As we noted on New Year’s Eve, GLAAD posted a great year-end roundup of five big advances on LGBT issues among religious communities in 2012, all of which were part of RD’s coverage this past year: religious voices in marriage equality battles, greater visibility for pro-equality Catholics and Mormons, a further embrace of LGBT equality in the Episcopal church, and the emergence of LGBT voices on campus at religious colleges.
Look for all these stories—and some of the not-such-good-news we covered in 2012—to continue making waves in 2013.
Civil Marriage and Uncivil Religion
On New Year’s Day, same-sex couples in Maryland started getting legally married—joining those in Washington state and Maine, where voters had also given a thumbs-up in a remarkable set of November election victories. Pro-equality activists are working to build on those victories with legislative campaigns in Illinois, Minnesota, and several other states to win marriage equality this year. And of course the Supreme Court will be hearing cases on Prop. 8 and DOMA in March, with decisions in June.
One of the biggest stories of last year’s marriage victories was the growing gap between the increasingly strident Catholic hierarchy and American Catholics themselves. Catholic governors Martin O’Malley in Maryland and John Baldacci in Maine played important roles in last year’s victories, and pro-equality Catholic activists were energetically visible and active in all the states with marriage on the ballot.
The message from the hierarchy doesn’t seem like it’s going to change. The Pope ended the year denouncing gays as contrary to nature in his Christmas message, and started this year, in his New Year’s Peace Day message, denouncing marriage equality as a kind of “false peace.” Meanwhile, in Illinois, Cardinal Francis George and his fellow bishops released a letter denouncing marriage equality as a “fiction” that “nature itself tells us is impossible.” Marriage equality, the letter says, would be in opposition to “the common good of society” and “the common sense of the human race.” The bishops even announced they’ll repeat this year’s failed “Fornight for Freedom” campaign in 2013.
But as last year’s elections made clear, the Pope, the U.S. Conference of Catholic Bishops, and their allies in the Knights of Columbus and National Organization for Marriage can rage about threats to the family and religious liberty, and they can even go after the Girl Scouts, but they cannot, for all their rhetoric and deep pockets, hide the fact that they have lost the hearts and minds of most American Catholics on this issue.
They have also, notably, lost the ability to keep all their priests on message. Some parishes in Washington state declined the bishops’ invitation to turn themselves into centers of organizing for an anti-marriage initiative there. In Minnesota, where the Church poured money into the campaign to put a marriage ban into the state constitution, and where Archbishop John Nienstedt imposed a gag order on priests who disagreed with the effort, dissenting voices emerged: A group of resigned and retired priests came out publicly in favor of equality; one priest, Rev. Peter Lambert, gave $1,000 to the successful campaign against the constitutional marriage ban, and another, Rev. Mike Tegeder, called on his bishop to resign after the campaign’s defeat.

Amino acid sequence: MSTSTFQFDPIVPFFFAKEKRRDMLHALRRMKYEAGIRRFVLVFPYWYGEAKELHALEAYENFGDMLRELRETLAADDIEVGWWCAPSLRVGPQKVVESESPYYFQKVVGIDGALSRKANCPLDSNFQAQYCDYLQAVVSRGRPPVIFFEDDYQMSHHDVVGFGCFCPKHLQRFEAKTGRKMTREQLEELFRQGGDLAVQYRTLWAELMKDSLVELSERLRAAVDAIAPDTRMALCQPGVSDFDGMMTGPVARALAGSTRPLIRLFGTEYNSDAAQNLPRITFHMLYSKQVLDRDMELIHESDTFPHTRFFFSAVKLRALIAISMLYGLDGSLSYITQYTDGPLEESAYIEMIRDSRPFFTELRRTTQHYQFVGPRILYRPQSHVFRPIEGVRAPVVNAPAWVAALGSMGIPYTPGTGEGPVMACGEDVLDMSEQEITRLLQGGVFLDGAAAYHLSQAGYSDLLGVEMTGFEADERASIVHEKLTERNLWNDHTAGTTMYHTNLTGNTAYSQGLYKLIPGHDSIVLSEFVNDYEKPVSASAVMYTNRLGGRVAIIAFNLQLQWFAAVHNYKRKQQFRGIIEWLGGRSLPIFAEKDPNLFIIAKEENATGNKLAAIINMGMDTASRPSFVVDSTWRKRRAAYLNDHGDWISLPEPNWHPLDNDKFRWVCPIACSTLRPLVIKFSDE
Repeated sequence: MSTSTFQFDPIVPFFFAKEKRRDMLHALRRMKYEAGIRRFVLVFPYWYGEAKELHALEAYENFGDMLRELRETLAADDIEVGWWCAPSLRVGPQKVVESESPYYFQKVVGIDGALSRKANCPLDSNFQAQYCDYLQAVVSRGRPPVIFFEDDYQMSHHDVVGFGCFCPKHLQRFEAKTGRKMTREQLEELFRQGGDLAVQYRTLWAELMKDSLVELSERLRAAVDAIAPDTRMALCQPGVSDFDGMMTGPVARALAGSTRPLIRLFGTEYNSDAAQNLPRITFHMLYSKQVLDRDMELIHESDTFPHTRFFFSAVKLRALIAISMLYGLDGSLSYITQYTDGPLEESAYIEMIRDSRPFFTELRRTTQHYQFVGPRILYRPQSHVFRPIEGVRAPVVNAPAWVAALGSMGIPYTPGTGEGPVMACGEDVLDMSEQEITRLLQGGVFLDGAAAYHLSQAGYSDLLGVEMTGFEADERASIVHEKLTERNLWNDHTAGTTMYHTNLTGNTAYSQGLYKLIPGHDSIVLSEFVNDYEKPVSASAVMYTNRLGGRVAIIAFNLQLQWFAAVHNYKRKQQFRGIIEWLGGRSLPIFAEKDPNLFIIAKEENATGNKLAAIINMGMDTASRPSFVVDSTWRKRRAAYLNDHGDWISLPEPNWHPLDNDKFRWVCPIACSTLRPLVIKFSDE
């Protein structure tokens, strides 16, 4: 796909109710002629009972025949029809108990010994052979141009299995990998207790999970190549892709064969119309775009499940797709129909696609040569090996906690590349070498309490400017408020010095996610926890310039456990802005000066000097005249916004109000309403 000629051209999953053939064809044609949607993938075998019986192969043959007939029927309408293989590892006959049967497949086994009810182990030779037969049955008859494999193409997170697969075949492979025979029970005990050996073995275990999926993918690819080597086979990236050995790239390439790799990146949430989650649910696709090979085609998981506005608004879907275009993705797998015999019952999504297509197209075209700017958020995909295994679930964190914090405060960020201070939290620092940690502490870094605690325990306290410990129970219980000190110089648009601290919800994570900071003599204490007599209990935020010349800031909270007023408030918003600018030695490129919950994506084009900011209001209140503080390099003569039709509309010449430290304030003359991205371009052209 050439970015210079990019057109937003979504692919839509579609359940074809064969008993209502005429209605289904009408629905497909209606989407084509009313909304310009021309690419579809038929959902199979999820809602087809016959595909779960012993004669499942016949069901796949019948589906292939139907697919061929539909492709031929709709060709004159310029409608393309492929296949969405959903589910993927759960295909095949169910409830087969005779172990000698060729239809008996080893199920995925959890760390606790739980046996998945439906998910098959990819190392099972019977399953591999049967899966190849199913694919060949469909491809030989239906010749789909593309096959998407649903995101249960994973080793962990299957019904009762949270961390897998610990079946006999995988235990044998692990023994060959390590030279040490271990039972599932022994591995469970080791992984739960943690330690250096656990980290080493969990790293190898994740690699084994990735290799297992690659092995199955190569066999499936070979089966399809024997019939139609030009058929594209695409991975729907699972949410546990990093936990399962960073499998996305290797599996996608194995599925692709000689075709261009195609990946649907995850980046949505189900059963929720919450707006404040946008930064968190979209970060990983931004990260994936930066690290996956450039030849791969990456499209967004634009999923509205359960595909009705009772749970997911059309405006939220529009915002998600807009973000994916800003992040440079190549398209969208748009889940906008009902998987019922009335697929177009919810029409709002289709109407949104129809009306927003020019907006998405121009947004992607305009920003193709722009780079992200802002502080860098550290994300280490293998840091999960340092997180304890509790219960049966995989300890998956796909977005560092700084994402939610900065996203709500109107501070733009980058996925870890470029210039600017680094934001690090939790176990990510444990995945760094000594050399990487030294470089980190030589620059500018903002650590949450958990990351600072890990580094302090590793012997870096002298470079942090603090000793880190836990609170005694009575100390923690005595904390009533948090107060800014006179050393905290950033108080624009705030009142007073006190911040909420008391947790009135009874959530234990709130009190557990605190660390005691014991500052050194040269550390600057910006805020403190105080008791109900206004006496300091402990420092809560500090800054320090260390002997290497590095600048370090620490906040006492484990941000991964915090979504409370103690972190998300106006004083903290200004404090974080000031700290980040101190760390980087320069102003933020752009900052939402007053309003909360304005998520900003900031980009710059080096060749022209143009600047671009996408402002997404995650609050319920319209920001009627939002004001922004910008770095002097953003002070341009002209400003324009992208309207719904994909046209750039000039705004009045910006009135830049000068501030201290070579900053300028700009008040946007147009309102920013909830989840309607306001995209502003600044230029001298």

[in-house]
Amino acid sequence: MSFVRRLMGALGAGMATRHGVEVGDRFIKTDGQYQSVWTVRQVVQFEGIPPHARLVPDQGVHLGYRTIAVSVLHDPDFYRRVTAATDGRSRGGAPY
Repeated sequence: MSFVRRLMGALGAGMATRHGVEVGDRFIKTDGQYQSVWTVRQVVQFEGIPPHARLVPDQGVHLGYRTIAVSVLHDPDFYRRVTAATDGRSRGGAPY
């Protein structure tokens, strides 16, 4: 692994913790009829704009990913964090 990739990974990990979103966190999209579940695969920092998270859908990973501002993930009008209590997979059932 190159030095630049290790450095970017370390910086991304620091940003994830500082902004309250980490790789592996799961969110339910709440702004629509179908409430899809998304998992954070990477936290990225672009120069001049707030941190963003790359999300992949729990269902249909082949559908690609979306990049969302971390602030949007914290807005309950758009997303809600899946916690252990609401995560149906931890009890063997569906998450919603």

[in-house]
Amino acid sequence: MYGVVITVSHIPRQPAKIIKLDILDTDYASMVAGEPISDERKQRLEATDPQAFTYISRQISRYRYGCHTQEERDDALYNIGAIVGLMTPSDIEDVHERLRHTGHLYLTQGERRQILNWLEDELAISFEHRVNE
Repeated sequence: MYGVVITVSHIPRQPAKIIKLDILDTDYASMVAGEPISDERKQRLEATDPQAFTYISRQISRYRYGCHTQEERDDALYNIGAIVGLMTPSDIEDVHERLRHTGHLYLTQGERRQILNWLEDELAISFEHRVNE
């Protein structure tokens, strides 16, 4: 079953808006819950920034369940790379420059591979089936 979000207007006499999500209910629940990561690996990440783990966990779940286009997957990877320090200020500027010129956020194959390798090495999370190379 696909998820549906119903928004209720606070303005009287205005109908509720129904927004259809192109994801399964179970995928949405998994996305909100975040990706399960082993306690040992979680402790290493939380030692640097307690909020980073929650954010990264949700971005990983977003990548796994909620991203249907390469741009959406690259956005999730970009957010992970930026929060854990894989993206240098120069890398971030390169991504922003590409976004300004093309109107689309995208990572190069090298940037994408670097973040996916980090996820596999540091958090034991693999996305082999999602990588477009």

The Catholic bishops were not the only religious leaders who failed to convert their political bluster into election victories. Religious Right leaders confidently predicted that President Obama’s support for marriage equality would cost him the election and the support of the black church. It did neither, as Sarah Posner predicted, notwithstanding efforts by NOM and anti-equality activists like Harry Jackson and others to use marriage as a racially tinged wedge issue.
Look for more Catholics, Mormons, and evangelicals to be emboldened to publicly support equality, diversifying the increasingly vibrant religious coalitions that will be part of this year’s LGBT rights campaigns.
Another story we’ll be covering in 2013 is the struggle for and against LGBT equality around the world. LGBT equality, including marriage equality, continued to make some advances internationally in 2012, and we’ll likely be seeing more progress this year in places like England, France, Uruguay, and Mexico, in spite of institutional religious opposition. In other places, like Russia, the church and state joined forces to pass repressive legislation. Here in the states, conservative American evangelicals have strongly resisted moves by the Obama administration and Secretary of State Hillary Clinton to advance LGBT equality as an internationally recognized human right. The infamous anti-gay bill in Uganda, inspired and backed by some American religious right figures, did not become law in 2012; its supporters will make another push there. Meanwhile, American religious right groups will continue to back anti-gay laws in Africa and around the world.
It is an entirely safe bet that anti-gay religious leaders will continue to misrepresent the much-maligned Regnerus study, as the National Organization for Marriage did in one of its year-end fundraisers. It’s likely we’ll be hearing NOM and its allies continue to claim that the Regnerus study supports their anti-marriage equality efforts by proving that children raised by intact mom-and-dad families do better than kids raised by two loving moms or dads. It won’t matter that the study didn’t do that.
Also a safe bet: natural disasters like Hurricane-Superstorm Sandy will continue to be chalked up to God’s anger at the advance of gay rights. So will tragedies like the mass murder of students and educators at Sandy Hook elementary school. But those blamers will sound increasingly marginal.